Brooklyn’s Last Secret by Leslie Stein, published by Drawn+Quarterly, follows still-gunning-for-greatness band Major Threat as it makes its latest tour. The graphic novel features all the wild moments of a road trip alongside the ongoing exhaustion of playing night after night in towns hundreds of miles away from the night before. There are adventures, misadventures, mistakes, and double-takes as Major Threat seeks stardom, but most valuable of all are the relationships and life experiences taken in along the way.
Rather than following a strict plot per something like the hero’s journey, Brooklyn’s Last Secret is life by the slice. The story plays out mostly chronologically with the band leaving New York and venturing west in its trusty van, looping back through the Southwest, and returning home where nothing has changed, yet everything has. Who gets to be protagonist swaps in and out like the driver’s seat as the van covers miles.
Guitarist Lilith dresses half her age impeccably and keeps a collection of lollipops to hold her nerves in check. Drummer Ed is the dad of the crew and keeps his laptop with him to do work while they travel. Newcomer and lead singer Marco keeps his joie de vivre with energy drinks and has a lot to learn. Bassist Paul is a low-talker, having almost no dialogue in the comic outside of squiggly lines needing interpreting by Marco, yet he always seems to know everybody and hints at a mysterious past.
There can be no telling what will happen on the next page throughout Brooklyn’s Last Secret, much like a real band tour. Exes and fanboys appear. Checking out the other bands reveals strange rituals of shooting hot sauce before performing to keep energy up on stage. Pulling over for roadside photo ops is one thing; being pulled over for speeding and getting out of a ticket by playing up the members with mustaches as cop style is another.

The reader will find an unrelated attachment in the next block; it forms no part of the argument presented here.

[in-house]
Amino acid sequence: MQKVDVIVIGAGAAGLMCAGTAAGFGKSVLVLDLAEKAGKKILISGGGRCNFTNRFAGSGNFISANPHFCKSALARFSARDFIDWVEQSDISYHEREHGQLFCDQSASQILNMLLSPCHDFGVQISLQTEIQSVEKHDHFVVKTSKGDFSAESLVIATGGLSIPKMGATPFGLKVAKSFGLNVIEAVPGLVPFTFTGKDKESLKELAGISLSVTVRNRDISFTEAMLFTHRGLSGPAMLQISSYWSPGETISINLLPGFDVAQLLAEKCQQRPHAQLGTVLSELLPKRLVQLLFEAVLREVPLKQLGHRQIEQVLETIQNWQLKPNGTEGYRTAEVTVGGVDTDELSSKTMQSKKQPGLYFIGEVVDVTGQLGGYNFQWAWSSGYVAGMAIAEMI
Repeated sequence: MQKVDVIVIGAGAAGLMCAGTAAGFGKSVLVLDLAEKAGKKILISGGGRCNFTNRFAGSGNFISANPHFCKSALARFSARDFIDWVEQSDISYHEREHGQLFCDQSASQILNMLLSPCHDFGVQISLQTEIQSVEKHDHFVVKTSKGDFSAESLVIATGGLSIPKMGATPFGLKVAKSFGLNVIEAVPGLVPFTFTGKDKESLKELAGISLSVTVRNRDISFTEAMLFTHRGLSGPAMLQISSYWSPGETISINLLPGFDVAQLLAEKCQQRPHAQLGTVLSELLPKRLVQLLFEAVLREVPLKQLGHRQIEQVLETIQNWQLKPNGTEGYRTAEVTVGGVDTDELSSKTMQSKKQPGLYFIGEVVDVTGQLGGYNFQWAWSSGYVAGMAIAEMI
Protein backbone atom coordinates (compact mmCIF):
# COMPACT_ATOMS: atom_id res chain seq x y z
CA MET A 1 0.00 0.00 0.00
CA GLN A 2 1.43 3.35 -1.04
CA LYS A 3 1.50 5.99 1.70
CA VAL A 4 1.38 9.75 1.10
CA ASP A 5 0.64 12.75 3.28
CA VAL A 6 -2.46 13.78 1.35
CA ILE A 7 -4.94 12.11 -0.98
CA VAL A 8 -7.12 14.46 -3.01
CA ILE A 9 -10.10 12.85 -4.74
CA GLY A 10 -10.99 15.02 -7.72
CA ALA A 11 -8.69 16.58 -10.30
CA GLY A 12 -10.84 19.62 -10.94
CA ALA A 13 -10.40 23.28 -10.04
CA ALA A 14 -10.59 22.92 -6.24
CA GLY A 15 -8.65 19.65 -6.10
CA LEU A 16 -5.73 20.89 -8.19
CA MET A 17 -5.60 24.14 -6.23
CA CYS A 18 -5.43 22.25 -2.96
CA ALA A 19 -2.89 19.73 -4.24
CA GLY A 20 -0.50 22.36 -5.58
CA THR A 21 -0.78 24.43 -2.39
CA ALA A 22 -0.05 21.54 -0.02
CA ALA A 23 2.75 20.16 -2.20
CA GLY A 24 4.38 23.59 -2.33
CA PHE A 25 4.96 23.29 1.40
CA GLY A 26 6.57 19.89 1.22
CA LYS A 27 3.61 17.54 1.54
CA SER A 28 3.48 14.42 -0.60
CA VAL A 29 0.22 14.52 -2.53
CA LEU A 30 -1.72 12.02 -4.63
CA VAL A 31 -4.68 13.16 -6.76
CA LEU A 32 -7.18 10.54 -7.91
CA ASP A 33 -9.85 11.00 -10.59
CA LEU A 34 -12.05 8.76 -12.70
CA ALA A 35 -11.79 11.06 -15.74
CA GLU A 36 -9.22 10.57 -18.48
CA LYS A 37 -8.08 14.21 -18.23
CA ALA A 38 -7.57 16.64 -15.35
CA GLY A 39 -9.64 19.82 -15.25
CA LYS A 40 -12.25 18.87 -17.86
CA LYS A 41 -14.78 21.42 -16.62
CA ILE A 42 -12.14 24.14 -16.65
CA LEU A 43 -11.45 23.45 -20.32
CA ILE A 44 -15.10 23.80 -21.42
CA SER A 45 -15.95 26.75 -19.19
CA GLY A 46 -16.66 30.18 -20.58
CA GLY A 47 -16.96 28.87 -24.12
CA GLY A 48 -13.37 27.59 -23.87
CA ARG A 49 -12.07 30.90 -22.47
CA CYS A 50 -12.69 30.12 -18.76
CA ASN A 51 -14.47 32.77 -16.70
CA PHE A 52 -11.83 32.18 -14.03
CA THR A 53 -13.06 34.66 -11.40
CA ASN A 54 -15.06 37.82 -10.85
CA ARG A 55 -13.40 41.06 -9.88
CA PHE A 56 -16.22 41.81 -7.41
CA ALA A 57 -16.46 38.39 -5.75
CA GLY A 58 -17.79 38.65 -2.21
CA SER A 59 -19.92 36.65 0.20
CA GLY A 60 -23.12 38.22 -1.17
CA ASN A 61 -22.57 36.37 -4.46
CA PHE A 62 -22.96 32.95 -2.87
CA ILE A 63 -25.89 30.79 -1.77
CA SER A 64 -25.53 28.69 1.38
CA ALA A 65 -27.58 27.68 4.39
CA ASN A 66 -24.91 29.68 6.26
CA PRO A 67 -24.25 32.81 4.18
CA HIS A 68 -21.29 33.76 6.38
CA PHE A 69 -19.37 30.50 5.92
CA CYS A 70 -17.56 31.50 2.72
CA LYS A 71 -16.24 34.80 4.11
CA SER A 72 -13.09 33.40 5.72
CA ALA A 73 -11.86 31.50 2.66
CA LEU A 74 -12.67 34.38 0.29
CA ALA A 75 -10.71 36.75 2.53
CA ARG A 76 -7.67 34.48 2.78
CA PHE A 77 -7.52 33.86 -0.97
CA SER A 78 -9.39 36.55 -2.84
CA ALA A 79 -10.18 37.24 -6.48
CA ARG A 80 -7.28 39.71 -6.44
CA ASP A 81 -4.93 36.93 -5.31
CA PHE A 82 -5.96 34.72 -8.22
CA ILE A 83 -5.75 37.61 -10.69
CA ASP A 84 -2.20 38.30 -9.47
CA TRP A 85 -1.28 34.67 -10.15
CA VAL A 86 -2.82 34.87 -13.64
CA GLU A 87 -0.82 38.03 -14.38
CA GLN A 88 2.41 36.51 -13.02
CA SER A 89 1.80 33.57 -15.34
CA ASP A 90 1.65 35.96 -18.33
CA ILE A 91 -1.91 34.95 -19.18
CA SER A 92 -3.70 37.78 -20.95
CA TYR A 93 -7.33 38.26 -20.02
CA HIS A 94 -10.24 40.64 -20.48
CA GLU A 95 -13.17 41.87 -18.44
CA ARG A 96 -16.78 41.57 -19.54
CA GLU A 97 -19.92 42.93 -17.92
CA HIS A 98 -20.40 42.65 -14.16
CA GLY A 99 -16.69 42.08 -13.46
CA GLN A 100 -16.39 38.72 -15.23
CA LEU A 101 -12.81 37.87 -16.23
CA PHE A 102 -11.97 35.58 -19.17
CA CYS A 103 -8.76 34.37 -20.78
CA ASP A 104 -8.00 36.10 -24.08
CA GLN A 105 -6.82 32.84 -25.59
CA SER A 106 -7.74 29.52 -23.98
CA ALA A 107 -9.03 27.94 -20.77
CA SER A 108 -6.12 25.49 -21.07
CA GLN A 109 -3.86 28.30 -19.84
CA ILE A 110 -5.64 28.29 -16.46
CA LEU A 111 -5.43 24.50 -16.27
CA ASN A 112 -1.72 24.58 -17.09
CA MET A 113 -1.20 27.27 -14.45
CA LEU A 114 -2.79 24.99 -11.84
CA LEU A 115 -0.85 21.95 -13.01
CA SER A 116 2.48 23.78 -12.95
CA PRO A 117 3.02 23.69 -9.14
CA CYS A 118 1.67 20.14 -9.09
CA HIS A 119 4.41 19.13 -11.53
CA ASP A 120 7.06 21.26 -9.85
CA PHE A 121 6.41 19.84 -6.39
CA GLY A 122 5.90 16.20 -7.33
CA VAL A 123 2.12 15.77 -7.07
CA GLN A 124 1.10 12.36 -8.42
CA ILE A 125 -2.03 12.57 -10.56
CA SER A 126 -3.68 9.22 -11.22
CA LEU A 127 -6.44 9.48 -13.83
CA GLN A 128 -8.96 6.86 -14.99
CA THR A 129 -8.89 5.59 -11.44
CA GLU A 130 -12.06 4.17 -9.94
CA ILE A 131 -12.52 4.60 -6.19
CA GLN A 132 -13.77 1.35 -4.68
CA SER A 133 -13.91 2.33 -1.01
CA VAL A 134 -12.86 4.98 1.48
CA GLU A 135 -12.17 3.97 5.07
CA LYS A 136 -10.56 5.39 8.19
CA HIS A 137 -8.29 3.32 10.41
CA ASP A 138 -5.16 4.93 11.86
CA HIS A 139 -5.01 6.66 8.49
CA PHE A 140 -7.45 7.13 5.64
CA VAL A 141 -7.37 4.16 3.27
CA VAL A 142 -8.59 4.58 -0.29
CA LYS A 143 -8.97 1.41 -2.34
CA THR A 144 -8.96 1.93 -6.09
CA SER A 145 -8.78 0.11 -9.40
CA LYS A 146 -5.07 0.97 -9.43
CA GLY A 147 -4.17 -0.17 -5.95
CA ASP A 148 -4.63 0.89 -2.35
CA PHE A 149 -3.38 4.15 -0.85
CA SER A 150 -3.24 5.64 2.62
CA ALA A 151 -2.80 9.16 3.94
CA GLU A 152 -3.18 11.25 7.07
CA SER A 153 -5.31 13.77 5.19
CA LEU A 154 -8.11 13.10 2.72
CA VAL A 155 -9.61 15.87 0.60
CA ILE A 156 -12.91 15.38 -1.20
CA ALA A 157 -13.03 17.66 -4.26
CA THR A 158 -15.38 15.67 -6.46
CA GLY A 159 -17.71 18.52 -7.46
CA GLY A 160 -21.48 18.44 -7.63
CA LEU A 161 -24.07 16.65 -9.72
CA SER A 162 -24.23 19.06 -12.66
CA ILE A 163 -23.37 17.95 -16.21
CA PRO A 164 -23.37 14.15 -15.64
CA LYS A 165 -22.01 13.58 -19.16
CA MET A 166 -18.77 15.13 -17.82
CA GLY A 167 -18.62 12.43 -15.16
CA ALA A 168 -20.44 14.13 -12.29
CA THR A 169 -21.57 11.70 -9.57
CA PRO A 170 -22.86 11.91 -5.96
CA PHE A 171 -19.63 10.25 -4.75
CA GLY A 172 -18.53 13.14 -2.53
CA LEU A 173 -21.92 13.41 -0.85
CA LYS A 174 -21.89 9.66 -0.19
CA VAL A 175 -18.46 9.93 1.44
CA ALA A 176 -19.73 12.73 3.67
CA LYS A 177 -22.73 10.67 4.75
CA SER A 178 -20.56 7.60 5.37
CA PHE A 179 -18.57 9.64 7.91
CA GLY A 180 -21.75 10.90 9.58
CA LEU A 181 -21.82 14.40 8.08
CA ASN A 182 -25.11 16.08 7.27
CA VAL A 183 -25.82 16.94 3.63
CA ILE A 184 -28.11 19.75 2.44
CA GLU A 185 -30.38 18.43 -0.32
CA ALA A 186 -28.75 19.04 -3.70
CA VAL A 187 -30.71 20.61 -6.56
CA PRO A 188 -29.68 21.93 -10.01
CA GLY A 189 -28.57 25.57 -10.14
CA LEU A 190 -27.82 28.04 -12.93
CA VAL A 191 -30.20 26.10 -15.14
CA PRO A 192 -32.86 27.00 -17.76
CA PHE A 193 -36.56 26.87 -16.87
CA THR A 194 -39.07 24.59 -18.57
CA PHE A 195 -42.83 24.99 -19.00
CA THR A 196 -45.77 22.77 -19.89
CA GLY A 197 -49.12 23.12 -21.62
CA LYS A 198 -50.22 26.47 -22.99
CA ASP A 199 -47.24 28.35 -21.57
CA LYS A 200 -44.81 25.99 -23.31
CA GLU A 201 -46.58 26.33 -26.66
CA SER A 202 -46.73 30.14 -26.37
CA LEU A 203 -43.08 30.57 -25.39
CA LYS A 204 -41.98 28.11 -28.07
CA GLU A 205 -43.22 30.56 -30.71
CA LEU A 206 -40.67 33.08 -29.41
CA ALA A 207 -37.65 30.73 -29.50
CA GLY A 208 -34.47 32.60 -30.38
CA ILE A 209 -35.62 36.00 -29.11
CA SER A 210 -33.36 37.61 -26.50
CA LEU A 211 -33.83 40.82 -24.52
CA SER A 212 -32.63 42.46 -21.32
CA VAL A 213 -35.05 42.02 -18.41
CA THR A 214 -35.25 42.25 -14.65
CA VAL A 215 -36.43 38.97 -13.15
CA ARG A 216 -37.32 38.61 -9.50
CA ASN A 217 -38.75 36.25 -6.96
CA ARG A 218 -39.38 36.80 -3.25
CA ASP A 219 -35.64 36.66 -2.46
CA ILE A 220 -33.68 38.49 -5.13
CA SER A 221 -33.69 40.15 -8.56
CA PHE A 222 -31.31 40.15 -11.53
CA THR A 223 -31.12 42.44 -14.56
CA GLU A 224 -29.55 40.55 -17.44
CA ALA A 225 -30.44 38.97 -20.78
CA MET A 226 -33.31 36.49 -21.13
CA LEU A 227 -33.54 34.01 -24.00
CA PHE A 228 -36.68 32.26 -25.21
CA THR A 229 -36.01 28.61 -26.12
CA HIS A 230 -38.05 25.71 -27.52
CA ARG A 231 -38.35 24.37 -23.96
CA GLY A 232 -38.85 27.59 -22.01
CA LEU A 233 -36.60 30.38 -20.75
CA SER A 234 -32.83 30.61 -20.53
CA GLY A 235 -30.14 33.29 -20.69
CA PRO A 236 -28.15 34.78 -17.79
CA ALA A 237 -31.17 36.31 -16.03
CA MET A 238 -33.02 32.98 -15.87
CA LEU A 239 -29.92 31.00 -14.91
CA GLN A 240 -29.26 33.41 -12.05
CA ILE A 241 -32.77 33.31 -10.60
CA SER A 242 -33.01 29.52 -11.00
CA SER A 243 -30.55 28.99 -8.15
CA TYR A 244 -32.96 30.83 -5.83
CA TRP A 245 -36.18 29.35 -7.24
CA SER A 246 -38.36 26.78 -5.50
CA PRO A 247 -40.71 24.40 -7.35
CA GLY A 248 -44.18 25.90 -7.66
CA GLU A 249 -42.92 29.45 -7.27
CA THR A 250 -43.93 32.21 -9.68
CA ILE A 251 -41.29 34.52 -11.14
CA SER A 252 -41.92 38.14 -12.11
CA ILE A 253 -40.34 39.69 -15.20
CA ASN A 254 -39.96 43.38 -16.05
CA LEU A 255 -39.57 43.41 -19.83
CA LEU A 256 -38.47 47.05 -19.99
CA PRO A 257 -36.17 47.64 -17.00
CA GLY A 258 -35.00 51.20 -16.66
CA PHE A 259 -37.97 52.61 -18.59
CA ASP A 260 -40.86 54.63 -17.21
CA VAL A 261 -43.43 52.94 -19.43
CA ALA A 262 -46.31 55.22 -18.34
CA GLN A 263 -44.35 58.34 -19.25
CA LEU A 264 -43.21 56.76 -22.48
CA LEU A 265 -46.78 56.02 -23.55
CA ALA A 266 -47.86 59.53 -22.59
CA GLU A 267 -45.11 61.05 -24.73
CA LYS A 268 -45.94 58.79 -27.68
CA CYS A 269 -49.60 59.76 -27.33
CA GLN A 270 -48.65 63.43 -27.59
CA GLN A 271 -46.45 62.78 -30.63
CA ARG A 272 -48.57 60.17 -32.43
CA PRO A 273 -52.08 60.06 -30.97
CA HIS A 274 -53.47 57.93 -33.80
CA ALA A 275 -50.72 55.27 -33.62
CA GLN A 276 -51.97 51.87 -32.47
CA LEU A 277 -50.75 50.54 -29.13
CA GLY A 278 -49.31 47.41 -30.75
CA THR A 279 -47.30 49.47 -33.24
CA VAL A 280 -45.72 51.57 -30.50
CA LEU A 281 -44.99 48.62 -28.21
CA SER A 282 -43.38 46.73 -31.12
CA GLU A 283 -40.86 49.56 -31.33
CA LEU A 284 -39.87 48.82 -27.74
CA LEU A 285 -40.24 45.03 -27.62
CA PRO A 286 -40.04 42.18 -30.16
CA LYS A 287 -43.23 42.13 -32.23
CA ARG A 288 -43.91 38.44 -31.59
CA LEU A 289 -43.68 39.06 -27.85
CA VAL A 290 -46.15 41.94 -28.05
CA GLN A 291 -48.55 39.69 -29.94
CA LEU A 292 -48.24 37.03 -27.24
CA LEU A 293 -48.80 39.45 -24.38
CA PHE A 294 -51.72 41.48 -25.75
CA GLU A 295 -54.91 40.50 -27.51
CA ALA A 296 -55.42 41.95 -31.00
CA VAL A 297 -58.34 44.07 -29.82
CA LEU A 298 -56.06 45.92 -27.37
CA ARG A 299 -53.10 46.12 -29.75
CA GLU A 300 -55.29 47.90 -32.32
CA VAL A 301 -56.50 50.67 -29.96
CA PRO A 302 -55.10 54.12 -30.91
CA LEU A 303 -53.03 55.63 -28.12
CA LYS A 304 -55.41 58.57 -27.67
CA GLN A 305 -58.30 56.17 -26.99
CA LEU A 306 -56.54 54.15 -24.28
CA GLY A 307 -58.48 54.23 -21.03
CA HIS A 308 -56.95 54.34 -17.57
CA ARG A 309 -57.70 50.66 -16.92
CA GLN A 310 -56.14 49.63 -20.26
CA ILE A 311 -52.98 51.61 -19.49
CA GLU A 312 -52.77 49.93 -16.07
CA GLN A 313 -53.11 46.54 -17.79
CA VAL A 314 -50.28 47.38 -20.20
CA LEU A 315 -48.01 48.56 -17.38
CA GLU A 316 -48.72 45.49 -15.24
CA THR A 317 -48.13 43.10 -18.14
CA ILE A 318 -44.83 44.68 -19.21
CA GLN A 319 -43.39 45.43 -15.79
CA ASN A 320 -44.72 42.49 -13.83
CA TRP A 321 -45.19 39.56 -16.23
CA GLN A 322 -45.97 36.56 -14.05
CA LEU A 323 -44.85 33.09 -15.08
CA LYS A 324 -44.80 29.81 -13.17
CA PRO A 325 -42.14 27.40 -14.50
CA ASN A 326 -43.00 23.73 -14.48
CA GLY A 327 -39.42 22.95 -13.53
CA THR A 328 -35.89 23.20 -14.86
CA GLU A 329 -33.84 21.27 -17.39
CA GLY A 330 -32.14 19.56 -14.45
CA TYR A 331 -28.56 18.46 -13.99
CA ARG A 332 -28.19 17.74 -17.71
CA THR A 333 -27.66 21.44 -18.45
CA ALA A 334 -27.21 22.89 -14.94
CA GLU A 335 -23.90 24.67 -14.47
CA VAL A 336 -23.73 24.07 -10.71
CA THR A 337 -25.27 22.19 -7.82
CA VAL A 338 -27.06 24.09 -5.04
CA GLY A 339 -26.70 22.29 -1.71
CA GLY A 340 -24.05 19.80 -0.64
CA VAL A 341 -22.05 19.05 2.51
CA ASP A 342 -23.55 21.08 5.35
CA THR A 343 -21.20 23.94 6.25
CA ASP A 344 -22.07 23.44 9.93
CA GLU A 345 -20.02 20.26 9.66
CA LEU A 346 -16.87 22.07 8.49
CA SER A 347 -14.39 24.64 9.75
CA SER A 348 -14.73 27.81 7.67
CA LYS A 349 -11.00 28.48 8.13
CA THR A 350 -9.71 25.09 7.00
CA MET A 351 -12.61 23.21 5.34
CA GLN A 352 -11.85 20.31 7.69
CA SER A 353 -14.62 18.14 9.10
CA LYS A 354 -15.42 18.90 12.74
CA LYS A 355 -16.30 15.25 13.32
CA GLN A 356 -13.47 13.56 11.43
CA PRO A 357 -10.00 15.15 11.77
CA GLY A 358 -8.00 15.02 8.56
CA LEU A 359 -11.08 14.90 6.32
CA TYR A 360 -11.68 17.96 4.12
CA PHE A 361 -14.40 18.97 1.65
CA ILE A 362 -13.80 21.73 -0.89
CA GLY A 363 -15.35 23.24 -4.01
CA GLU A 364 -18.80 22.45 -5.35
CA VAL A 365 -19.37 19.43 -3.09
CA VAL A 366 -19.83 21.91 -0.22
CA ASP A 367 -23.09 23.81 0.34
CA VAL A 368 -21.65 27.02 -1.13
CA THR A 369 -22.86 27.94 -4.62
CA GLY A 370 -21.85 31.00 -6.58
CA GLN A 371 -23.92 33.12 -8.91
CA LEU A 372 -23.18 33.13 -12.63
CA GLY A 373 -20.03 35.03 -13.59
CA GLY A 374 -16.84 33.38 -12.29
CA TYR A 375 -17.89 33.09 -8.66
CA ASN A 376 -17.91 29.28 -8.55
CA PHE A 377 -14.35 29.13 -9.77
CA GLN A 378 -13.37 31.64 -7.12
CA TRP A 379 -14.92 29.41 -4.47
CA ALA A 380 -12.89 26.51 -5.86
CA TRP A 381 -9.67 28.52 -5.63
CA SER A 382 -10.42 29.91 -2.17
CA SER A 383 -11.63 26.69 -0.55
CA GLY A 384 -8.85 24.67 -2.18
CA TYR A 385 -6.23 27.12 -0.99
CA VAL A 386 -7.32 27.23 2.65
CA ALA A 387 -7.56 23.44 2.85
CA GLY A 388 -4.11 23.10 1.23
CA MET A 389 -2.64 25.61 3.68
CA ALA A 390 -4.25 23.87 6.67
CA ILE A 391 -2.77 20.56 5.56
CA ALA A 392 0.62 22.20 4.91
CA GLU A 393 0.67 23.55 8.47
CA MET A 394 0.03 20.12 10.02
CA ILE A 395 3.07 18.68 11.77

Tenderness comes at the most unexpected times, but it is the perfect ending to a bad trip brought on by borrowing from someone else’s medicine cabinet. On the road, the bandmates pass the time by trying to list the best or worst in different categories, such as debating whether “buffoon,” “goober,” or “dweeb” is the funniest term for an uncool person.
Stein’s art style is all its own in Brooklyn’s Last Secret. The filled-out stick figure body types give a sense of abstraction that works well with the watercolor coloring, creating a vibe that is somehow at once simple and yet deeply complex. The backgrounds, sometimes blank and sometimes incredibly detailed backgrounds, lend even more to those moments of vague memory and the times that seem to emblazon themselves forever. Even more so are the incomplete faces with floating expressions almost ghostlike.
The repeated use of six panels per page in Brooklyn’s Last Stand provides a rhythm very fitting for a graphic novel about a band. Art and writing work hand-in-hand for the story, giving the reader the feeling of riding along on such a busy chapter in the characters’ lives, glad to be home while yearning for the next gig already.